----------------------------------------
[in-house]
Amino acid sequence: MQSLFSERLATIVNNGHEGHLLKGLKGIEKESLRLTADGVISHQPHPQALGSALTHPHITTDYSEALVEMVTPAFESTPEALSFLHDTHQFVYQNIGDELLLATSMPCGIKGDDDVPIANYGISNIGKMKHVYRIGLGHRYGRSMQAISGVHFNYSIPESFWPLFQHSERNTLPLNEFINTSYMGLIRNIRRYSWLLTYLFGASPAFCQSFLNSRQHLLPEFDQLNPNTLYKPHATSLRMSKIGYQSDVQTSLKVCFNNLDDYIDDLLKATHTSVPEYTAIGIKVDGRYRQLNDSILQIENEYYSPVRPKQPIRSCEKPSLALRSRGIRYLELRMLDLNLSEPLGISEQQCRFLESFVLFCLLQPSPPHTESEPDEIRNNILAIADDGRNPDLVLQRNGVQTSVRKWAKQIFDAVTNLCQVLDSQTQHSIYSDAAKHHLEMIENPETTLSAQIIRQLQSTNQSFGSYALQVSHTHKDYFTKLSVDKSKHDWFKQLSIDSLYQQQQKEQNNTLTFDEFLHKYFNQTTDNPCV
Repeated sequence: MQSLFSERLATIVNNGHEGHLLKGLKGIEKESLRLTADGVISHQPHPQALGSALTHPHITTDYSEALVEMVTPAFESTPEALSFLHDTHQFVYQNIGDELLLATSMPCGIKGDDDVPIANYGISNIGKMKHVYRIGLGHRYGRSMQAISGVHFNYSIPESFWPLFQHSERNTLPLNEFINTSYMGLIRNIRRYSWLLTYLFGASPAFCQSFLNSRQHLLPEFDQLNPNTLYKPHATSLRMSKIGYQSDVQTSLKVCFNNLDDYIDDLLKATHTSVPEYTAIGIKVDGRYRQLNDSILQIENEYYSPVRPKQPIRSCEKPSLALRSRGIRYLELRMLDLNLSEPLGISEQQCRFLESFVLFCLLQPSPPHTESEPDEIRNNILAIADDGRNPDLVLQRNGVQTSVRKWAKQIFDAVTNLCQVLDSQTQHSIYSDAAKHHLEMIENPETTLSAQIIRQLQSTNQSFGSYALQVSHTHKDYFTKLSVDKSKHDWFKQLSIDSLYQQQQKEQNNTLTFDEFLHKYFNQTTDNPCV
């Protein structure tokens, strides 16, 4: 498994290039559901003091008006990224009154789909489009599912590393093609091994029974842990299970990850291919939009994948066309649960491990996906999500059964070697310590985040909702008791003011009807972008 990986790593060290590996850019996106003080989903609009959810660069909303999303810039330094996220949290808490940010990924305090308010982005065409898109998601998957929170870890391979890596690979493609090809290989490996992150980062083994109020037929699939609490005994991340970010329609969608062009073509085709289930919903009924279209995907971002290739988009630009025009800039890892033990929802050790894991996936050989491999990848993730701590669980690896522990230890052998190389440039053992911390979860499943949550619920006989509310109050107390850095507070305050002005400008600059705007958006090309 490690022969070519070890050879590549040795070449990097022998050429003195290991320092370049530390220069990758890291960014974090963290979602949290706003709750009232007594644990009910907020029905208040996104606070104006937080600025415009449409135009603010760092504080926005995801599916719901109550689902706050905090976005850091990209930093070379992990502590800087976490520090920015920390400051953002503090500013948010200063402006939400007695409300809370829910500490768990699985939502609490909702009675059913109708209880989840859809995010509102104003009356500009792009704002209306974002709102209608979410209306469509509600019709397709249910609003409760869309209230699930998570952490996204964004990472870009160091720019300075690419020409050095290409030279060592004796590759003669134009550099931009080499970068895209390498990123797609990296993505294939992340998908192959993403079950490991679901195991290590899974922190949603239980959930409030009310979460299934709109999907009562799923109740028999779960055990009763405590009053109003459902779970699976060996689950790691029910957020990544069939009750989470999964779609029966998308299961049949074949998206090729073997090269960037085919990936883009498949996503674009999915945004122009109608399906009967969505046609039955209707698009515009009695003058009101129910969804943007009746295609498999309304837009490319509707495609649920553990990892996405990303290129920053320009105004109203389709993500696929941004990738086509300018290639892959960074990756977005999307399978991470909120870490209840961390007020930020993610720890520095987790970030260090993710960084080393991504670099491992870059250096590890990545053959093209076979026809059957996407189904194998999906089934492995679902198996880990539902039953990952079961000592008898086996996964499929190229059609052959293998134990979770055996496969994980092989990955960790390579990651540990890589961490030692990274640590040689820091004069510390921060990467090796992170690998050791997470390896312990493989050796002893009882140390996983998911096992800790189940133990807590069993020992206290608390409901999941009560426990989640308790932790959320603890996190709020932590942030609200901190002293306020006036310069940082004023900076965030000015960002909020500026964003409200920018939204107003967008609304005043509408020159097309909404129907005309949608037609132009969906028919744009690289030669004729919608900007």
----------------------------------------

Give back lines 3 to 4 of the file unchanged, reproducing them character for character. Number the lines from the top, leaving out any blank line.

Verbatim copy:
Repeated sequence: MQSLFSERLATIVNNGHEGHLLKGLKGIEKESLRLTADGVISHQPHPQALGSALTHPHITTDYSEALVEMVTPAFESTPEALSFLHDTHQFVYQNIGDELLLATSMPCGIKGDDDVPIANYGISNIGKMKHVYRIGLGHRYGRSMQAISGVHFNYSIPESFWPLFQHSERNTLPLNEFINTSYMGLIRNIRRYSWLLTYLFGASPAFCQSFLNSRQHLLPEFDQLNPNTLYKPHATSLRMSKIGYQSDVQTSLKVCFNNLDDYIDDLLKATHTSVPEYTAIGIKVDGRYRQLNDSILQIENEYYSPVRPKQPIRSCEKPSLALRSRGIRYLELRMLDLNLSEPLGISEQQCRFLESFVLFCLLQPSPPHTESEPDEIRNNILAIADDGRNPDLVLQRNGVQTSVRKWAKQIFDAVTNLCQVLDSQTQHSIYSDAAKHHLEMIENPETTLSAQIIRQLQSTNQSFGSYALQVSHTHKDYFTKLSVDKSKHDWFKQLSIDSLYQQQQKEQNNTLTFDEFLHKYFNQTTDNPCV
């Protein structure tokens, strides 16, 4: 498994290039559901003091008006990224009154789909489009599912590393093609091994029974842990299970990850291919939009994948066309649960491990996906999500059964070697310590985040909702008791003011009807972008 990986790593060290590996850019996106003080989903609009959810660069909303999303810039330094996220949290808490940010990924305090308010982005065409898109998601998957929170870890391979890596690979493609090809290989490996992150980062083994109020037929699939609490005994991340970010329609969608062009073509085709289930919903009924279209995907971002290739988009630009025009800039890892033990929802050790894991996936050989491999990848993730701590669980690896522990230890052998190389440039053992911390979860499943949550619920006989509310109050107390850095507070305050002005400008600059705007958006090309 490690022969070519070890050879590549040795070449990097022998050429003195290991320092370049530390220069990758890291960014974090963290979602949290706003709750009232007594644990009910907020029905208040996104606070104006937080600025415009449409135009603010760092504080926005995801599916719901109550689902706050905090976005850091990209930093070379992990502590800087976490520090920015920390400051953002503090500013948010200063402006939400007695409300809370829910500490768990699985939502609490909702009675059913109708209880989840859809995010509102104003009356500009792009704002209306974002709102209608979410209306469509509600019709397709249910609003409760869309209230699930998570952490996204964004990472870009160091720019300075690419020409050095290409030279060592004796590759003669134009550099931009080499970068895209390498990123797609990296993505294939992340998908192959993403079950490991679901195991290590899974922190949603239980959930409030009310979460299934709109999907009562799923109740028999779960055990009763405590009053109003459902779970699976060996689950790691029910957020990544069939009750989470999964779609029966998308299961049949074949998206090729073997090269960037085919990936883009498949996503674009999915945004122009109608399906009967969505046609039955209707698009515009009695003058009101129910969804943007009746295609498999309304837009490319509707495609649920553990990892996405990303290129920053320009105004109203389709993500696929941004990738086509300018290639892959960074990756977005999307399978991470909120870490209840961390007020930020993610720890520095987790970030260090993710960084080393991504670099491992870059250096590890990545053959093209076979026809059957996407189904194998999906089934492995679902198996880990539902039953990952079961000592008898086996996964499929190229059609052959293998134990979770055996496969994980092989990955960790390579990651540990890589961490030692990274640590040689820091004069510390921060990467090796992170690998050791997470390896312990493989050796002893009882140390996983998911096992800790189940133990807590069993020992206290608390409901999941009560426990989640308790932790959320603890996190709020932590942030609200901190002293306020006036310069940082004023900076965030000015960002909020500026964003409200920018939204107003967008609304005043509408020159097309909404129907005309949608037609132009969906028919744009690289030669004729919608900007």